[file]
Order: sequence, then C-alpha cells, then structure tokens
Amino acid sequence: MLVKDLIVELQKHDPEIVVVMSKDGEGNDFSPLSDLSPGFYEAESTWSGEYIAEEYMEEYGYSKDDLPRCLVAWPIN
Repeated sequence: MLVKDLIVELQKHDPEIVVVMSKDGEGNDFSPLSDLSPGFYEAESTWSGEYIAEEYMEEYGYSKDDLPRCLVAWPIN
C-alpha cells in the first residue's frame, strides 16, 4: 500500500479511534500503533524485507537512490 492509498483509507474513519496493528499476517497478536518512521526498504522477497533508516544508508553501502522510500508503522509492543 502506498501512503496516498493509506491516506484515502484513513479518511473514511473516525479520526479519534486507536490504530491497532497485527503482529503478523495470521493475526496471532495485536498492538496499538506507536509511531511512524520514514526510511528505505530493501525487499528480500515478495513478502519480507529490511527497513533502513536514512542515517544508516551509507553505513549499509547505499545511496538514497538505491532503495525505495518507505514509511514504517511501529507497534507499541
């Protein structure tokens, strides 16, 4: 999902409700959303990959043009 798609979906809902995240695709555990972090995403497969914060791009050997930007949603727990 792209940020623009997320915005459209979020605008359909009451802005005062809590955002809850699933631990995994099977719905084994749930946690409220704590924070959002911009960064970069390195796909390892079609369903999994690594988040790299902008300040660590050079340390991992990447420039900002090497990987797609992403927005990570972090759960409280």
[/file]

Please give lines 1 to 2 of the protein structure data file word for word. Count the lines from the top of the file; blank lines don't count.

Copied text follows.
Order: sequence, then C-alpha cells, then structure tokens
Amino acid sequence: MLVKDLIVELQKHDPEIVVVMSKDGEGNDFSPLSDLSPGFYEAESTWSGEYIAEEYMEEYGYSKDDLPRCLVAWPIN